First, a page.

In this sweet YA contemporary, Lina is sent to Tuscany for the summer to live with Howard, the father who has been absent from her life. This was her mother’s dying wish, but Lina is reluctant to get to know him. When she’s given a journal from her mother’s time in Italy, Lina has a chance to learn more about her mom’s past, including her romantic relationships. Lina finds a local guide in Italian boy-next-door Ren, and together they retrace her mother’s steps to discover the people and places her mom knew and loved. Like Anna and the French Kiss, Lina’s story is a delightful adventure for readers who have the pleasure of sightseeing alongside her.
6. Wanderlost, by Jen Malone
Aubree Sadler does not share her sister Elizabeth’s adventurous soul. Aubree enjoys the familiarity and comfort of home and has no intention of leaving her bubble. But when Elizabeth gets into trouble, and it’s partly Aubree’s fault, she agrees to pose as her sister and take on her summer job as a European tour guide for a group of senior citizens. Aubree feels completely out of her depth, and of course, nothing goes according to plan. A newcomer joins their group, the teenage son of the tour owner who Aubree has flirted with over the phone. Oh, but he thinks she’s Elizabeth. Wanderlost is a sweet story about self-discovery and independence. Like Anna, Aubree comes to appreciate her European adventure and embrace the history, art, and culture that surrounds her.
7. Always Never Yours, by Emily Wibberley
When Megan accidentally scores the lead in her school play, the only perk is flirting with her fellow actor and latest crush. To win him over, she enlists the help of quiet playwright Owen, in exchange for giving him insight into the character Rosalind from Shakespeare’s Romeo and Juliet. Like Rosalind, Megan knows a thing or two about being the girl who comes just before a guy’s “one true love.” Megan’s passion for theatre is reminiscent of Anna’s love for cinema, and hers and Owen’s witty banter gives us the friends-to-something-more story we loved in Anna and the French Kiss.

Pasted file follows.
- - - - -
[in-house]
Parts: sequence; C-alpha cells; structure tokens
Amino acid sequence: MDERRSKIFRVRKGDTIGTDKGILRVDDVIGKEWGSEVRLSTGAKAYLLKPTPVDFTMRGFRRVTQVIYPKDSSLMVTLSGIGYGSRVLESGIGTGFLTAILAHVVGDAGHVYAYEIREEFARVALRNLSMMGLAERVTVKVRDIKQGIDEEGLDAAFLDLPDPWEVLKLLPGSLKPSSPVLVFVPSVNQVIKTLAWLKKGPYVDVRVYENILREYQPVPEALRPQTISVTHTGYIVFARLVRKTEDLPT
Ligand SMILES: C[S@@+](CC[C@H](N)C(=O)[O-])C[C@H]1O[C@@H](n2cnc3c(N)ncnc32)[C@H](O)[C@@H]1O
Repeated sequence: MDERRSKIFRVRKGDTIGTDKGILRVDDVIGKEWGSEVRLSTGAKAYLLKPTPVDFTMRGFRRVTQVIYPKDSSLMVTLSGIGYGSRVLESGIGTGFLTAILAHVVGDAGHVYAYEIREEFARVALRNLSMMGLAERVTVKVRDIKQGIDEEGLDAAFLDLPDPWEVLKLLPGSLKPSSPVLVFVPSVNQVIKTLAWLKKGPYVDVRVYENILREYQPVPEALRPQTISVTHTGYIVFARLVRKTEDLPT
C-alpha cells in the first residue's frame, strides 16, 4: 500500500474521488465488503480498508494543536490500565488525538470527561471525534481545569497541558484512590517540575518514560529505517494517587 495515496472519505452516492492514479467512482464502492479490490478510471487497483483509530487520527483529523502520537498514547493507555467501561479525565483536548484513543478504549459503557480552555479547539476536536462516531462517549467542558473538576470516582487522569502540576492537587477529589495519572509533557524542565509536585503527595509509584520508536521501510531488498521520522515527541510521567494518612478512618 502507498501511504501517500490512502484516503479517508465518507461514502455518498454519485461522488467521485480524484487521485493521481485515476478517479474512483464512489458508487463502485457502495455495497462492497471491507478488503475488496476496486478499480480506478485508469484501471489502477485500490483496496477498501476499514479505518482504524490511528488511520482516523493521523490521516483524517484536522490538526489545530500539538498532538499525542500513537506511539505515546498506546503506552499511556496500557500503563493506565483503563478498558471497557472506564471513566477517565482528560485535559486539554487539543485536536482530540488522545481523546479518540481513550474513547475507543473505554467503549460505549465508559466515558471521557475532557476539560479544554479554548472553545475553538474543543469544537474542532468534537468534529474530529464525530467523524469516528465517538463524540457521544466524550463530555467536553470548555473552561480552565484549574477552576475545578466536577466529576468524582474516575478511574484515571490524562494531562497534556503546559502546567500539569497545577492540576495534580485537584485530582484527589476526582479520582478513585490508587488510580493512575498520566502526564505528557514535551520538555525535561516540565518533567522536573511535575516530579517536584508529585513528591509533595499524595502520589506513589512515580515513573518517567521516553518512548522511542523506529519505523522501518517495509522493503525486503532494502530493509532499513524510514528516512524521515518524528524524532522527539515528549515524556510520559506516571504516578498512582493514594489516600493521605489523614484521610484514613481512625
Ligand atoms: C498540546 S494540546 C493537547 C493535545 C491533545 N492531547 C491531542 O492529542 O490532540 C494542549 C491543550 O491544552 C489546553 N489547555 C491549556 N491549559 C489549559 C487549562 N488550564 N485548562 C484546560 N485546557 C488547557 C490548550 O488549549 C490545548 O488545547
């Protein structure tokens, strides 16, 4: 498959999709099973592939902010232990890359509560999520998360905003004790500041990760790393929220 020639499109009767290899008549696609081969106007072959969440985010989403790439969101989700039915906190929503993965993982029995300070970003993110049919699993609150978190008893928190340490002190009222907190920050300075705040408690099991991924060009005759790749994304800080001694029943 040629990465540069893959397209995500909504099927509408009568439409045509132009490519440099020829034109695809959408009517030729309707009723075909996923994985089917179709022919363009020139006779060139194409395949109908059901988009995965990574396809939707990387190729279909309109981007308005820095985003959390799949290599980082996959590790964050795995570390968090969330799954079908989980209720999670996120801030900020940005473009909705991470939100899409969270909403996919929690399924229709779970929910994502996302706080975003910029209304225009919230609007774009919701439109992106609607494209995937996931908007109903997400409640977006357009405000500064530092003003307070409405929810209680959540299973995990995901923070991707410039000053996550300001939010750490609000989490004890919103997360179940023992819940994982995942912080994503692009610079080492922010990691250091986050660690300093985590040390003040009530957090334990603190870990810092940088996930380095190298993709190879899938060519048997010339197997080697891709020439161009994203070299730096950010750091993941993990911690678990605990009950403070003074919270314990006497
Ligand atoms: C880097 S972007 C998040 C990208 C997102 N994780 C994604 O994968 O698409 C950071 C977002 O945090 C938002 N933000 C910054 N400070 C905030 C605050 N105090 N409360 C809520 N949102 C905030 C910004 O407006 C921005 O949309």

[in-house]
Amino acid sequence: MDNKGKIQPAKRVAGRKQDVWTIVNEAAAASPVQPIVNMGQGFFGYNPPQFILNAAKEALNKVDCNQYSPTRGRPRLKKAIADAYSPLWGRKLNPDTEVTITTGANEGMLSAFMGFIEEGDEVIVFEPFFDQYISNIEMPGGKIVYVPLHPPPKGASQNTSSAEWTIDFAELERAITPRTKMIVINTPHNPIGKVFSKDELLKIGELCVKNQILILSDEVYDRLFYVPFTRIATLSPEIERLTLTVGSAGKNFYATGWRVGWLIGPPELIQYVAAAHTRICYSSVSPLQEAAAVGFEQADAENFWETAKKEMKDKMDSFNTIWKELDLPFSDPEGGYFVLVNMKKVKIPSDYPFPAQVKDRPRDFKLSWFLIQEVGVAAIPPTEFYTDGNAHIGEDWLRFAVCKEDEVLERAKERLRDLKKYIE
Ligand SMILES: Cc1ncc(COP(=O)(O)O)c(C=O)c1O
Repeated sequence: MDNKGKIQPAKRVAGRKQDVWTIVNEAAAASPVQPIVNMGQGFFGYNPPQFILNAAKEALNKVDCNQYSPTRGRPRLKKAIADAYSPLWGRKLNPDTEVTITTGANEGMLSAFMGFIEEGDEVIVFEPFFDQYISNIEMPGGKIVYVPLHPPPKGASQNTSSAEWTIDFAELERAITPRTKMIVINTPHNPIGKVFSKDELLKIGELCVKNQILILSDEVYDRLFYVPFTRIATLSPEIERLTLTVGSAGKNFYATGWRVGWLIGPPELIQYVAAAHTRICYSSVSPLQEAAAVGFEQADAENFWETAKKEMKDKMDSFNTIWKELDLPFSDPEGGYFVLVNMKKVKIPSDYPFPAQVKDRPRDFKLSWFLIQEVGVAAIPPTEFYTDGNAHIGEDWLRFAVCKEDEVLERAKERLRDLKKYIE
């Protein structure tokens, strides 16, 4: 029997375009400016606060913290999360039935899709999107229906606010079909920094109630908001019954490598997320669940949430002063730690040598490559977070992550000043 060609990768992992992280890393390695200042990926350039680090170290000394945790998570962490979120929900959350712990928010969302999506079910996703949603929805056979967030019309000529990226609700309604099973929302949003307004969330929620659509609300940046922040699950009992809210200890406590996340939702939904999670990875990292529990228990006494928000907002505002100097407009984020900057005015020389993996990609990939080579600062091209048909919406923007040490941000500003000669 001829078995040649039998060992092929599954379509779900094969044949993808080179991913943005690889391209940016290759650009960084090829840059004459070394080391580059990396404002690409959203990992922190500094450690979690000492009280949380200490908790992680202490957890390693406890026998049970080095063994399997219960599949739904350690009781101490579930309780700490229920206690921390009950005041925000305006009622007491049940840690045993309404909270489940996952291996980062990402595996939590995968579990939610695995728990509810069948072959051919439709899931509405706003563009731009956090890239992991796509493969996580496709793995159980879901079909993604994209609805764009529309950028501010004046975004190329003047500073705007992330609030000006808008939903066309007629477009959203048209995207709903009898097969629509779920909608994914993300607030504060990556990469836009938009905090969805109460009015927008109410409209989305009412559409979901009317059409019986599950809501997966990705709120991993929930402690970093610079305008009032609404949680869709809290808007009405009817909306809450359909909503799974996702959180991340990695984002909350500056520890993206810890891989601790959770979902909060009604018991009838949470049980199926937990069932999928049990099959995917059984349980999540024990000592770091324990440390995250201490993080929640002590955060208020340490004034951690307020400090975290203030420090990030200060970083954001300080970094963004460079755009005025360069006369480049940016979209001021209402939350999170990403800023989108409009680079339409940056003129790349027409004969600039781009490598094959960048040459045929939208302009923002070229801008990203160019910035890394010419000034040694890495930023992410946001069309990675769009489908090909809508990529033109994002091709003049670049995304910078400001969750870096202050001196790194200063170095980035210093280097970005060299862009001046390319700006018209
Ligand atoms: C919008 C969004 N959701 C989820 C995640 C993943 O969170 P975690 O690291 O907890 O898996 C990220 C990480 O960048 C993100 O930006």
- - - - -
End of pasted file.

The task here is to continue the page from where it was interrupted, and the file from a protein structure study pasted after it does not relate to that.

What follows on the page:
8. To All the Boys I’ve Loved Before, by Jenny Han
Whenever Lara Jean has an intense crush, she pens a letter pouring out her feelings and tucks it away in a secret hatbox. She never intends to send the letters. When the hatbox goes missing and she realizes her letters have been mailed, she strikes a deal with popular student Peter Kavinsky to mask her feelings for her neighbor Josh (who also happens to be her sister’s boyfriend!). Fake-dating Peter challenges Lara Jean to step outside of her comfort zone and open herself up to new experiences. Like Anna and the French Kiss, this is a charming YA contemporary about the ups and downs of first love. Not to mention, there’s a Netflix movie adaptation to bring Lara Jean’s story and quirky personality to the screen.
9. My Almost Flawless Tokyo Dream Life, by Rachel Cohn
When foster kid Elle Zoellner finds out that her biological father is a rich Japanese hotel mogul, she jet sets across the world on his invitation, where she’s enrolled in The International Collegiate School of Tokyo. Elle wants to fit in, and she wants to please her newfound family, so she befriends a group of popular, pretentious rich kids called the Ex-Brats. But she’s also crushing on a boy named Ryuu, who isn’t a part of the group, and she finds herself struggling to be true to herself when she’s desperate for the approval of her father. Like Anna and the French Kiss, My Almost Flawless Tokyo Dream Life is a book about friendship and family set against the backdrop of an exclusive international prep school.
10. I’d Tell You I Love You, But Then I’d Have to Kill You, by Ally Carter
Ally Carter gives readers another larger-than-life, elite boarding school… but the Gallagher Academy for Exceptional Women is not your typical all-girls prep school. Cammie Morgan is a spy-in-training, and her classmates call her the “chameleon,” because she’s so good at blending in. When a cute teenage boy notices her during a Covert Ops class mission, she realizes her training hasn’t prepared her for potential romantic relationships. With the help of her loyal friends Liz and Bex, and the new girl Macey McHenry (the daughter of a senator with more experience when it comes to boys), they run their own “mission” to help Cammie spend time with Josh. This is a fun read about a genius teenage girl who’s totally clueless when it comes to relationships (and who hasn’t felt that way?).